Winter Harbor Light

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Winter Harbor Light
Winter Harbor Lighthouse Maine.JPG
Winter Harbor Light is located in Maine
Winter Harbor Light
Location Winter Harbor, Maine
Coordinates 44°18′33″N 68°44′34.4″W / 44.30917°N 68.742889°W / 44.30917; -68.742889Coordinates: 44°18′33″N 68°44′34.4″W / 44.30917°N 68.742889°W / 44.30917; -68.742889
Year first constructed 1856
Deactivated 1933
Foundation Brick
Construction Brick
Tower shape Cylindrical Tower, attached Dwelling
Markings / pattern White
Height 19 feet (5.8 m)
Original lens 5th order Fresnel lens
ARLHS number

USA-900[1][2]

Winter Harbor Light Station
Nearest city Winter Harbor, Maine
Area 2.8 acres (1.1 ha)
Architect US Army Corps of Engineers
MPS Light Stations of Maine MPS
NRHP Reference # 87002538[3]
Added to NRHP February 01, 1988

Winter Harbor Light is a lighthouse in Winter Harbor, Maine. It is located on Mark Island, a small island between the Schoodic Peninsula and Turtle Island, near the entry to the town's main harbor. The light was built in 1856 and was deactivated in 1933; it is no longer an aid to navigation, and is privately owned. The light was listed on the National Register of Historic Places as Winter Harbor Light Station on February 1, 1988.[3]

Description and history[edit]

The town of Winter Harbor, Maine occupies the southwestern portion of the Schoodic Peninsula, which juts into the Gulf of Maine east of Mount Desert Island. Its harbor is located on the western side of the larger peninsular, between its southernmost tip and a shorter peninsula that extends south from its western coast. Mark Island is a small island, 2.75 acres (1.11 ha) in size that is the southernmost island of a line extending south from the tip of this western peninsula. The light station occupies the entire island.[4]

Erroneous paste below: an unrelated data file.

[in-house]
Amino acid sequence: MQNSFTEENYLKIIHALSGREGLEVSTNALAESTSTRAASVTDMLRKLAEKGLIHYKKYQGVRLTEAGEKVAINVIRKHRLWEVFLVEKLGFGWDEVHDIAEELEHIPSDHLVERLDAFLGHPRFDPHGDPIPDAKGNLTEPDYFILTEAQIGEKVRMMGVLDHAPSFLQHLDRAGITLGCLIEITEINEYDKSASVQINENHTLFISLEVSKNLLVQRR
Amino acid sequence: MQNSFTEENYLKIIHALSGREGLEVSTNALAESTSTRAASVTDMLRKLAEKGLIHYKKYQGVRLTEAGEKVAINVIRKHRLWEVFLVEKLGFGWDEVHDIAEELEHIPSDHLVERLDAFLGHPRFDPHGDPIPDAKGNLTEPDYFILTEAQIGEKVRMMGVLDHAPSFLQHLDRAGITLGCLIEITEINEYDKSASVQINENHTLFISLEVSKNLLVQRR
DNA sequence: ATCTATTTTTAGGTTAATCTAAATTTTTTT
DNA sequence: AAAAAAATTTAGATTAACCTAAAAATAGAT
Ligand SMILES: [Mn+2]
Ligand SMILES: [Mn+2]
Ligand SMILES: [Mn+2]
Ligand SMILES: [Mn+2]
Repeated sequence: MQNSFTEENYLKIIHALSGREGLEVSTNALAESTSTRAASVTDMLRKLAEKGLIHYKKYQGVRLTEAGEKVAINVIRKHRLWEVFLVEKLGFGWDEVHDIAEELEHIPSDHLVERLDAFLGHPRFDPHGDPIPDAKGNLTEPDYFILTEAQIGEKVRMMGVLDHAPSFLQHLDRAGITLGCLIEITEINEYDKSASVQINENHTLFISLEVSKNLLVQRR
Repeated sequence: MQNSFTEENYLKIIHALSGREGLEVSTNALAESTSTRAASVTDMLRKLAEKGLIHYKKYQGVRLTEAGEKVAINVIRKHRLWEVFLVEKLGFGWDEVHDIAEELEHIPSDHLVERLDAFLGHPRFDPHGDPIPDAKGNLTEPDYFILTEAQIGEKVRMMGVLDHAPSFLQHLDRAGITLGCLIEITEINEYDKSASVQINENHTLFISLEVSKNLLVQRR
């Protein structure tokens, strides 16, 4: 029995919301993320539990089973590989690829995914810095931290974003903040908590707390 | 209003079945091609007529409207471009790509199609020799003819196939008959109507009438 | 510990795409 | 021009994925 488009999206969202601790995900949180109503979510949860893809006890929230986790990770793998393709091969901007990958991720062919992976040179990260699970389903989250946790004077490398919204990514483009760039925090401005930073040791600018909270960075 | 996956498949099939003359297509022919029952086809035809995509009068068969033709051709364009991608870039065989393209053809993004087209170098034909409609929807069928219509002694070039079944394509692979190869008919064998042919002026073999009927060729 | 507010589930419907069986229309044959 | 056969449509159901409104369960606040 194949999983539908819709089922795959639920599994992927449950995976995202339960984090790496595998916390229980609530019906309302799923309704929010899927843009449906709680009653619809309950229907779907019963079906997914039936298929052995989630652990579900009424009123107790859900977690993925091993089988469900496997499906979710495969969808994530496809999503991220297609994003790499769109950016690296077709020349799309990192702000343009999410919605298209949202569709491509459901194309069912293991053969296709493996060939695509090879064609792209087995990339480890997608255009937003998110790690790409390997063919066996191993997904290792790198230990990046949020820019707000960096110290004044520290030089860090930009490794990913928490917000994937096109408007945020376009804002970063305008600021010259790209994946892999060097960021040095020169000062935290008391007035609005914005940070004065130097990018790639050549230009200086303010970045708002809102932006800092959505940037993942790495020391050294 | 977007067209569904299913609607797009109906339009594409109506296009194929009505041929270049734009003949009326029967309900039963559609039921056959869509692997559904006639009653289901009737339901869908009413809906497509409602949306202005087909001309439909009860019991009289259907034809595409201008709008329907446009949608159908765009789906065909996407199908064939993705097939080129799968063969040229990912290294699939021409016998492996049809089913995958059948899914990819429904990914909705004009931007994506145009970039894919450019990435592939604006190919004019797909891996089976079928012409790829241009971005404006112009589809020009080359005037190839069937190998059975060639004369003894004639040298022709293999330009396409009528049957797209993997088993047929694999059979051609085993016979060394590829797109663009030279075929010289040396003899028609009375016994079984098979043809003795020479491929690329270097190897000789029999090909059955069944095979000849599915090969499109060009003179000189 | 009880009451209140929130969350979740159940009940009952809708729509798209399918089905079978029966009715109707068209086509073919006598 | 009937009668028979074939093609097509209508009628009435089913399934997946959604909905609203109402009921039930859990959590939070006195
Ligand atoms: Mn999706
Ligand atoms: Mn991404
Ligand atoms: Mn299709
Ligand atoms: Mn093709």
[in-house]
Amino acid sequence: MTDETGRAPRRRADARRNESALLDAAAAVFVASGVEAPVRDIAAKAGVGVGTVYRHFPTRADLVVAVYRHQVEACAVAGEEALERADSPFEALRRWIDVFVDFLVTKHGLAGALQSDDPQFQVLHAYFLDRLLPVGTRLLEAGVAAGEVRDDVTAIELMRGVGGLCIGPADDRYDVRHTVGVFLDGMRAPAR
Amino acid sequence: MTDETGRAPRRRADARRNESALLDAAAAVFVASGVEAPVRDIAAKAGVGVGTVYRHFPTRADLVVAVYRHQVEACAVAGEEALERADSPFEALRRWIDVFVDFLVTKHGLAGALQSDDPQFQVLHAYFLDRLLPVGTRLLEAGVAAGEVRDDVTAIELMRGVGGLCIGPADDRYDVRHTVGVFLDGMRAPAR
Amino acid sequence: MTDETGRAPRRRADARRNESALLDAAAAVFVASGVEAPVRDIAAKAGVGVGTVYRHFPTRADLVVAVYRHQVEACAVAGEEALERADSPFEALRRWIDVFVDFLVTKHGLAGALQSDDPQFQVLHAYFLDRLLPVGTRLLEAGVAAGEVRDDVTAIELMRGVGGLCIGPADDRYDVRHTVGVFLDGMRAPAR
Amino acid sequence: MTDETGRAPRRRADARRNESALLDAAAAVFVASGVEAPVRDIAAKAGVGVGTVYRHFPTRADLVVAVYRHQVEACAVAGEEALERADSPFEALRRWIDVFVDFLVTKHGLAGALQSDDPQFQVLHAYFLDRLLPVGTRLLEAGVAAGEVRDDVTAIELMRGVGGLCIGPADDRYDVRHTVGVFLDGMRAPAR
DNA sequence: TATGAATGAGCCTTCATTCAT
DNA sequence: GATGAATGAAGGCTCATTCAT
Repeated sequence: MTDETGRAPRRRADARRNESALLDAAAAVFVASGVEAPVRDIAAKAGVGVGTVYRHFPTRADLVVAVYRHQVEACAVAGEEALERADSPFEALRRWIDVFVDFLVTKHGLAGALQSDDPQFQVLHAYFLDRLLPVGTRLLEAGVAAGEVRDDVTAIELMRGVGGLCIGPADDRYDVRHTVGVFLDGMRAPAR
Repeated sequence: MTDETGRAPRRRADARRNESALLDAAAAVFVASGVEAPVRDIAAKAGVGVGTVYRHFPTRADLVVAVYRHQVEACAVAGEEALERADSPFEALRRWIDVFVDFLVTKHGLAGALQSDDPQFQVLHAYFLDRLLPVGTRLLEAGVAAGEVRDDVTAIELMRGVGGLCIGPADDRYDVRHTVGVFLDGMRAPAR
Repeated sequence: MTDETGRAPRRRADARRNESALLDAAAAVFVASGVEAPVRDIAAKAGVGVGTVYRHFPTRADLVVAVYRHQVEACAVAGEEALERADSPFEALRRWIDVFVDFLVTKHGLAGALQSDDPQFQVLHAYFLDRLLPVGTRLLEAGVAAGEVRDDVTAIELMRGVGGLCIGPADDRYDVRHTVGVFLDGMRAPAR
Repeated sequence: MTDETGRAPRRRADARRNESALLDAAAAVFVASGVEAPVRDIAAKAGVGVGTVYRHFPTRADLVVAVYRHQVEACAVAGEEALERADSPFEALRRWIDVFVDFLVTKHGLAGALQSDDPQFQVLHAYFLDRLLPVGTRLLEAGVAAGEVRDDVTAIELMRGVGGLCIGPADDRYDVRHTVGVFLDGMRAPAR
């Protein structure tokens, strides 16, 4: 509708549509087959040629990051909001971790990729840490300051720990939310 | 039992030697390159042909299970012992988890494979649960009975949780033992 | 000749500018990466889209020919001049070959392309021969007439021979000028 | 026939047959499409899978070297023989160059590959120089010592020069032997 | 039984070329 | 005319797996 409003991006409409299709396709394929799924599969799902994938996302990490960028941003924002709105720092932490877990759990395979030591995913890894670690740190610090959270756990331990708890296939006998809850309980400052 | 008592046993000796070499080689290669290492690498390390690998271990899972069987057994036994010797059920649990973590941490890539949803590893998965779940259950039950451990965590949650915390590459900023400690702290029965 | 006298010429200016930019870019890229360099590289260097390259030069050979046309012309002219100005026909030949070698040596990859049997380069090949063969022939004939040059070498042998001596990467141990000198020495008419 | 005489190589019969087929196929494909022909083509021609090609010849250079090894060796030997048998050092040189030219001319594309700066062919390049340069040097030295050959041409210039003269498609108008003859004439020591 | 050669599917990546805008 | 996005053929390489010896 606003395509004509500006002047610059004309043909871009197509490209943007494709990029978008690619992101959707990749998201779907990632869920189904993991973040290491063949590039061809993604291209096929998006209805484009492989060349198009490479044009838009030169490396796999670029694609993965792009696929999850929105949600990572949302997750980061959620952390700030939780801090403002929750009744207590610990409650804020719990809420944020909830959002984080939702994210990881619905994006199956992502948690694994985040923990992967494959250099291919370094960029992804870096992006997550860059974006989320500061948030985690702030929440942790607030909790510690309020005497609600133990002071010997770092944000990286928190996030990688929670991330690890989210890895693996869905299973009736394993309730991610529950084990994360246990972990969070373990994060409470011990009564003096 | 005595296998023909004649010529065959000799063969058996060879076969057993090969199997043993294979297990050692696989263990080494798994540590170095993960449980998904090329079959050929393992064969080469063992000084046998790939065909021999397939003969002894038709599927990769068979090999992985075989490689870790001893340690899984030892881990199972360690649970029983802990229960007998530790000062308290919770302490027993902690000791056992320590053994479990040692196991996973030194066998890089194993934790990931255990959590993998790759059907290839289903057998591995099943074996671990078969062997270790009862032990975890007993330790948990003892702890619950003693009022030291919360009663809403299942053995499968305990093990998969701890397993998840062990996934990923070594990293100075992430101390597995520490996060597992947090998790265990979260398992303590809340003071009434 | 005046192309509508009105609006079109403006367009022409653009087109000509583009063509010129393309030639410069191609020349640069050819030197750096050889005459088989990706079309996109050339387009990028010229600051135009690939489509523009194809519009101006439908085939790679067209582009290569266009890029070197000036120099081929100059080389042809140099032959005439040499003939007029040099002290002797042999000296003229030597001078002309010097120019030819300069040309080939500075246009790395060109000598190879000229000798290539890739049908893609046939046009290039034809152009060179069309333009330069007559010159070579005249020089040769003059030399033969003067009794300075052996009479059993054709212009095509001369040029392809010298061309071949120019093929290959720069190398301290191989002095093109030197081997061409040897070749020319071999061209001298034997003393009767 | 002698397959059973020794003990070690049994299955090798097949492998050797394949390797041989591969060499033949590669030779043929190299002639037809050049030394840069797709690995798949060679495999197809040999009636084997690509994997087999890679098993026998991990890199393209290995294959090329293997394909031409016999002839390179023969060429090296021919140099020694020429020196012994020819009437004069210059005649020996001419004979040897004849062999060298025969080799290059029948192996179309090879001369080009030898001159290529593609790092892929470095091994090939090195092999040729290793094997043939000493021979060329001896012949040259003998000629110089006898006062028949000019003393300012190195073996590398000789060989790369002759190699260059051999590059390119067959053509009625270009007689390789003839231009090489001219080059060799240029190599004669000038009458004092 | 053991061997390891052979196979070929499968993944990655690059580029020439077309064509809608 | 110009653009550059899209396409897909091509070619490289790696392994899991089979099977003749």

The light station includes four structures, of which the main one is the tower and keeper's house. The tower, built in 1856, is a round brick structure topped by an original octagonal lantern house with an iron walkway and railing around it. A brick single-story workroom projects from the tower, and is connected to the house by a shed-roofed wood-frame ell. The keeper's house is a two-story wood-frame structure, which was built in 1876 (along with the ell) to replace the original keeper's house. The property's other buildings are a small wooden shed of unknown construction date, a small brick oilhouse built in 1905, and a boathouse built in 1878.[4]

The light went into service in 1856, operating with a fifth-order Fresnel lens, acting as an aid to navigation for the local fishing fleet. The light was decommissioned in 1934 and sold into private hands.[4] The property remains in private hands, and the light is inactive.

See also[edit]

References[edit]

  1. ^ "Historic Light Station Information and Photography: Maine". United States Coast Guard Historian's Office. 
  2. ^ Rowlett, Russ (2009-12-07). "Lighthouses of the United States: Eastern Maine". The Lighthouse Directory. University of North Carolina at Chapel Hill. 
  3. ^ a b National Park Service (2009-03-13). "National Register Information System". National Register of Historic Places. National Park Service. 
  4. ^ a b c "NRHP nomination for Winter Harbor Light" (PDF). National Park Service. Retrieved 2015-03-15.